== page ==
So, initially, the very first version of Project VOICE was really very small and it was just about how I could share this with my friends. That was it! But what’s funny is that I designed it to have a structure even though it was just supposed to be for my friends. I designed it in a structure that has ended kind of still being the structure that it is today – which is, that first I begged and pleaded and worked very hard to let my high school give me an assembly period. Then I had my friends perform poems with me. Basically, I wrote a lot of poems and I made them memorise them and perform with me so that it looks like this is already a very popular art form, which was a huge lie. But my friends were very kind and did this for me. So we put on this performance, which was like the first time people had an opportunity to see it and hear this art form, and be introduced to it. And then I asked a professional poet to come and teach at workshops so that kids would have an opportunity to try it out and learn about how they could try it themselves. And then I hosted my school’s first open mic, where anyone could share what they had worked on and created.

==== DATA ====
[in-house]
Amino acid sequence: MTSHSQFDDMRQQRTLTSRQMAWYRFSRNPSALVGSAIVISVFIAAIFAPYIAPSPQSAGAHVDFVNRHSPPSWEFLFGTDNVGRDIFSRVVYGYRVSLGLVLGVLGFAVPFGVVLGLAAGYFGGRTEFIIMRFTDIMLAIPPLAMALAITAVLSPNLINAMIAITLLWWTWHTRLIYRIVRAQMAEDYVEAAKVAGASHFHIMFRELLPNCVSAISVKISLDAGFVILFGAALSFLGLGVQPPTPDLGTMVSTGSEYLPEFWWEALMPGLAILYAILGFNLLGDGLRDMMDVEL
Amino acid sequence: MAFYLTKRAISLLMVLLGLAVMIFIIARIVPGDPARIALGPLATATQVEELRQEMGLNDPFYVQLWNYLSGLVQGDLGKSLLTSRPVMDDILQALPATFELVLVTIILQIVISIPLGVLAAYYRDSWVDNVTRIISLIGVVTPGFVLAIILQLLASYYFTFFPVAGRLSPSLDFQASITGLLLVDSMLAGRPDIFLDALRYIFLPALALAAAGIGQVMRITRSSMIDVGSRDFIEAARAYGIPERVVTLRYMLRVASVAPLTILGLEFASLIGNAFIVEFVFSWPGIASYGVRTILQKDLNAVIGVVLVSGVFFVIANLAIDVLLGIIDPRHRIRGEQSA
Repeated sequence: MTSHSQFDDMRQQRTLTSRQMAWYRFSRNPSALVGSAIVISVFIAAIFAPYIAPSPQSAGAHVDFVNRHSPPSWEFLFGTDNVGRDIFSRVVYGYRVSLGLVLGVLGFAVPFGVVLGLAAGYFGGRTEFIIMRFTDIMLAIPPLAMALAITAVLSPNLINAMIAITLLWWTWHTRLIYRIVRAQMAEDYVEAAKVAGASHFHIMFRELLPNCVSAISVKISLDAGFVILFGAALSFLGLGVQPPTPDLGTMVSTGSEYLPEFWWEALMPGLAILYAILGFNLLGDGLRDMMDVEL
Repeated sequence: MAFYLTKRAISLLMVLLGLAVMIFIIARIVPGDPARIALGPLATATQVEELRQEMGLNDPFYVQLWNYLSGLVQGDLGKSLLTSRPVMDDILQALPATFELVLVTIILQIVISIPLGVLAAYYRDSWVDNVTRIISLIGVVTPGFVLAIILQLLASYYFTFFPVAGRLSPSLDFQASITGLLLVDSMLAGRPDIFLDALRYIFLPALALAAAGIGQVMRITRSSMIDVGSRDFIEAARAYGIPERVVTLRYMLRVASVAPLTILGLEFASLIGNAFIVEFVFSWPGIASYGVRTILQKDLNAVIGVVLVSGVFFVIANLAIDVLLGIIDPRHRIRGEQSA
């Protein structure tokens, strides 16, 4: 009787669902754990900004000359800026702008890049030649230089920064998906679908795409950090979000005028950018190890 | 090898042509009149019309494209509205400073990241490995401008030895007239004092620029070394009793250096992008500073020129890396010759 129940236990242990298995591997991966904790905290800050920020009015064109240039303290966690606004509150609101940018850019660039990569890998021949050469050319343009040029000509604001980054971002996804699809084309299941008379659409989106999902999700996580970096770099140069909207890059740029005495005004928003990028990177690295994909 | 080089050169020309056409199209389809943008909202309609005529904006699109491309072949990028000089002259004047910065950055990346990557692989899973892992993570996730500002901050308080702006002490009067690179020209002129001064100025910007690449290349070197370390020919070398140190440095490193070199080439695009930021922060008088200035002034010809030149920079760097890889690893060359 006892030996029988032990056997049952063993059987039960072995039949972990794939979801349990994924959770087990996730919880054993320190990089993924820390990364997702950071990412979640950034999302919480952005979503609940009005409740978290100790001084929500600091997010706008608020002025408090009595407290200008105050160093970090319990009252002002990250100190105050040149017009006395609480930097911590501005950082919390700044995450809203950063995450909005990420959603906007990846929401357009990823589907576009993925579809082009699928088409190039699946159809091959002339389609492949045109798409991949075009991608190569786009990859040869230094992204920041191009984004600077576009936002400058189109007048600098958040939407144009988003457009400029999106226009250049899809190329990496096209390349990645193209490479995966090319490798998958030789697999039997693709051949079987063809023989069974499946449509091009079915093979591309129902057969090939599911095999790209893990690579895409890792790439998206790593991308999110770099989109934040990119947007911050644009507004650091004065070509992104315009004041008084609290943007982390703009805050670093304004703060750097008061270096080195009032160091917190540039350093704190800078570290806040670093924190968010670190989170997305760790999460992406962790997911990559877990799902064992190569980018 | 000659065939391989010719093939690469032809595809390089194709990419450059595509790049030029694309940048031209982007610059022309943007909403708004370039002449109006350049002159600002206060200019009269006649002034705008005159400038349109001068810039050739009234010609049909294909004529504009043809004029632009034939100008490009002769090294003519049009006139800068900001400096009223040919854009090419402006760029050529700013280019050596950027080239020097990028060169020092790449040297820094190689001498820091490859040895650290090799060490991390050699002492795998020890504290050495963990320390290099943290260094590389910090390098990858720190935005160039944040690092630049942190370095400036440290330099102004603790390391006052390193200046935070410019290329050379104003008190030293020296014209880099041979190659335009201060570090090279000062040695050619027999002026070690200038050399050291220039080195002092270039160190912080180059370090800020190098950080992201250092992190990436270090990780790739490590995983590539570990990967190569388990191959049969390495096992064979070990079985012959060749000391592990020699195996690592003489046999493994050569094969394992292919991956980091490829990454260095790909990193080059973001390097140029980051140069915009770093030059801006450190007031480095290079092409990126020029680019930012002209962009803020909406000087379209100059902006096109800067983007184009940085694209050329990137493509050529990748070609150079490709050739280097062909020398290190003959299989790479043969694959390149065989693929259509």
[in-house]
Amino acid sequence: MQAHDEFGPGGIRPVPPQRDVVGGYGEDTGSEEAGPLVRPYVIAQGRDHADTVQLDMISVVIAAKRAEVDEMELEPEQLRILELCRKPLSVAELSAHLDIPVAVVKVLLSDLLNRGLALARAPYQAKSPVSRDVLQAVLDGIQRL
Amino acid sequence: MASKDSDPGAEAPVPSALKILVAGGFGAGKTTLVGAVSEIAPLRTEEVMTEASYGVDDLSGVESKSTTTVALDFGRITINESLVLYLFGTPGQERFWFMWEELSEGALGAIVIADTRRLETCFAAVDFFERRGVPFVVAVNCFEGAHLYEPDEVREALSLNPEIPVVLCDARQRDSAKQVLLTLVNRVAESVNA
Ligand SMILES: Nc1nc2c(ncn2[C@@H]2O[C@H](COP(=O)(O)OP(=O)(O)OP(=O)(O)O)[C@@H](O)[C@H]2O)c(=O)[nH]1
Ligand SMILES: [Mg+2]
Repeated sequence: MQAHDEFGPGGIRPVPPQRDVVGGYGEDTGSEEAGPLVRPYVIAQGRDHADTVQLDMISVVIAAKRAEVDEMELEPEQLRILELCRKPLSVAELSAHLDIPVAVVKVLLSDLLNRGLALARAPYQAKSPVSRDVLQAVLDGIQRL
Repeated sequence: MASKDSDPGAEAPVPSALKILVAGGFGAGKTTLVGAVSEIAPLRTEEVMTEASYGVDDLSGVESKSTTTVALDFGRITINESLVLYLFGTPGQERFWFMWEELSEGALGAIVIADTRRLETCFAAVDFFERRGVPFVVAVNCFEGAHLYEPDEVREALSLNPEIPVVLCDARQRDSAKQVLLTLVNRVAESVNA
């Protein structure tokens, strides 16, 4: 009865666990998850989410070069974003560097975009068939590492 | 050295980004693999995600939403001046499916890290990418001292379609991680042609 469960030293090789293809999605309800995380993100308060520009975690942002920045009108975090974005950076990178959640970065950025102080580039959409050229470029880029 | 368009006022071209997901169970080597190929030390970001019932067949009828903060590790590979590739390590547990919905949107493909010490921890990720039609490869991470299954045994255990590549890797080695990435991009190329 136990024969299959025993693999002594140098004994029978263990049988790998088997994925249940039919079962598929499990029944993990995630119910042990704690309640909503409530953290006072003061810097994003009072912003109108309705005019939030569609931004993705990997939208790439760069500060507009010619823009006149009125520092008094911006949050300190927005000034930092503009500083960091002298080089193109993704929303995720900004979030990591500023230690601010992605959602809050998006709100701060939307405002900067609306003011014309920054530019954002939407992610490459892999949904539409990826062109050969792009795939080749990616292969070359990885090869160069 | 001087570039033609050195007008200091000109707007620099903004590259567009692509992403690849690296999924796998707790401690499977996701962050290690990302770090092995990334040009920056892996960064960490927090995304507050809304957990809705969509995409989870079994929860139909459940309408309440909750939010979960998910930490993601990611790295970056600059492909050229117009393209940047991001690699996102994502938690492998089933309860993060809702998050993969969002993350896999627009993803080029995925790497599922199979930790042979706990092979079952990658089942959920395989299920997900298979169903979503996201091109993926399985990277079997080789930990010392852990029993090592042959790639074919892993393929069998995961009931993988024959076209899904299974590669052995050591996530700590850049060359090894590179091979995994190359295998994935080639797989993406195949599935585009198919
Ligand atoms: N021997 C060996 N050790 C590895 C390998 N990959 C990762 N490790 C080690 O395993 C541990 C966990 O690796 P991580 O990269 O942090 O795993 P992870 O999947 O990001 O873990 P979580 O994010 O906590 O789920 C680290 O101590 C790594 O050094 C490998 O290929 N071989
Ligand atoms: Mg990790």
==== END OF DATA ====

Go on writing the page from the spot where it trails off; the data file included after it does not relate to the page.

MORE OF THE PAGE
And that three-tier structure is kind of what we still do today, but obviously with the aim being not about just my one-time school but try to repeat that process in lots of other schools and tailor that process so that it fits best in whatever school we are in. But we still start with a performance so that people get an opportunity to see it and learn about what it is and what it can be and then we go into workshops so that kids have an opportunity to try that themselves. And then hopefully, theoretically, we help them lay the groundwork so that they can create some kind of other performance, an experience, or poetry club or opportunity for continuing exploration of this art form. So it started really as a personal project to share with my friends then it became about – how can I share it with everybody.
On the experience of teaching poetry to students and how they perceive it: